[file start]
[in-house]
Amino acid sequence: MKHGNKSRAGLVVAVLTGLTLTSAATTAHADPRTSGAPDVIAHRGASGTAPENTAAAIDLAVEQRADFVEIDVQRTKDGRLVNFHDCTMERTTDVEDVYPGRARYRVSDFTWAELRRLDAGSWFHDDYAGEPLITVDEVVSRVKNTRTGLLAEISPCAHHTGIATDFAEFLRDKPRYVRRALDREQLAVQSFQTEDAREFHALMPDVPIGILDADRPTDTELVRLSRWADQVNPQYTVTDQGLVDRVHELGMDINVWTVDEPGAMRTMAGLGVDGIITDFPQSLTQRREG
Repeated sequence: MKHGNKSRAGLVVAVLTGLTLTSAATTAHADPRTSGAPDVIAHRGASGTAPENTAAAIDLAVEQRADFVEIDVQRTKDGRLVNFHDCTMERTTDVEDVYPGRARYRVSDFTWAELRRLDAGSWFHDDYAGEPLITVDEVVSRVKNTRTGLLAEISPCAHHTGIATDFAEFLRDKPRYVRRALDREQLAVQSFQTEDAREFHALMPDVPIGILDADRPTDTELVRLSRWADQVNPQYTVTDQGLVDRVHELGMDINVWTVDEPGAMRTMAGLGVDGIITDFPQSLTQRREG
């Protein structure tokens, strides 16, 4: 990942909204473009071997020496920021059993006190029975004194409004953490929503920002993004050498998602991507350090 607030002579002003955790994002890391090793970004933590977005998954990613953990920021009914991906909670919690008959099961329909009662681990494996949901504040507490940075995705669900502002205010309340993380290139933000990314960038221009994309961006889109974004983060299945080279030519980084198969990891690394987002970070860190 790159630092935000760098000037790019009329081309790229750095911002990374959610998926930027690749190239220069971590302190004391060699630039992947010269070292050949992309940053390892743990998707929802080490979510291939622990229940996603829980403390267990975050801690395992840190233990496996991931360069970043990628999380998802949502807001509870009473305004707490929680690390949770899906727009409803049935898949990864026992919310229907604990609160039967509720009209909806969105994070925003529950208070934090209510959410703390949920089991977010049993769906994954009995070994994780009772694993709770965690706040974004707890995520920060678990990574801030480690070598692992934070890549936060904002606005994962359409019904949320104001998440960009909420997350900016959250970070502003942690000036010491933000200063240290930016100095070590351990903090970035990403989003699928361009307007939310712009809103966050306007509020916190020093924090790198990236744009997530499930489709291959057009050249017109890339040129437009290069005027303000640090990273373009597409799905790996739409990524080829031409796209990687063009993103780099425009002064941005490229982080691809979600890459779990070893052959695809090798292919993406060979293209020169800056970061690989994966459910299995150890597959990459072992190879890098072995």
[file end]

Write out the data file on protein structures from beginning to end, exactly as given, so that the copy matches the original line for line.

[in-house]
Amino acid sequence: MKHGNKSRAGLVVAVLTGLTLTSAATTAHADPRTSGAPDVIAHRGASGTAPENTAAAIDLAVEQRADFVEIDVQRTKDGRLVNFHDCTMERTTDVEDVYPGRARYRVSDFTWAELRRLDAGSWFHDDYAGEPLITVDEVVSRVKNTRTGLLAEISPCAHHTGIATDFAEFLRDKPRYVRRALDREQLAVQSFQTEDAREFHALMPDVPIGILDADRPTDTELVRLSRWADQVNPQYTVTDQGLVDRVHELGMDINVWTVDEPGAMRTMAGLGVDGIITDFPQSLTQRREG
Repeated sequence: MKHGNKSRAGLVVAVLTGLTLTSAATTAHADPRTSGAPDVIAHRGASGTAPENTAAAIDLAVEQRADFVEIDVQRTKDGRLVNFHDCTMERTTDVEDVYPGRARYRVSDFTWAELRRLDAGSWFHDDYAGEPLITVDEVVSRVKNTRTGLLAEISPCAHHTGIATDFAEFLRDKPRYVRRALDREQLAVQSFQTEDAREFHALMPDVPIGILDADRPTDTELVRLSRWADQVNPQYTVTDQGLVDRVHELGMDINVWTVDEPGAMRTMAGLGVDGIITDFPQSLTQRREG
């Protein structure tokens, strides 16, 4: 990942909204473009071997020496920021059993006190029975004194409004953490929503920002993004050498998602991507350090 607030002579002003955790994002890391090793970004933590977005998954990613953990920021009914991906909670919690008959099961329909009662681990494996949901504040507490940075995705669900502002205010309340993380290139933000990314960038221009994309961006889109974004983060299945080279030519980084198969990891690394987002970070860190 790159630092935000760098000037790019009329081309790229750095911002990374959610998926930027690749190239220069971590302190004391060699630039992947010269070292050949992309940053390892743990998707929802080490979510291939622990229940996603829980403390267990975050801690395992840190233990496996991931360069970043990628999380998802949502807001509870009473305004707490929680690390949770899906727009409803049935898949990864026992919310229907604990609160039967509720009209909806969105994070925003529950208070934090209510959410703390949920089991977010049993769906994954009995070994994780009772694993709770965690706040974004707890995520920060678990990574801030480690070598692992934070890549936060904002606005994962359409019904949320104001998440960009909420997350900016959250970070502003942690000036010491933000200063240290930016100095070590351990903090970035990403989003699928361009307007939310712009809103966050306007509020916190020093924090790198990236744009997530499930489709291959057009050249017109890339040129437009290069005027303000640090990273373009597409799905790996739409990524080829031409796209990687063009993103780099425009002064941005490229982080691809979600890459779990070893052959695809090798292919993406060979293209020169800056970061690989994966459910299995150890597959990459072992190879890098072995």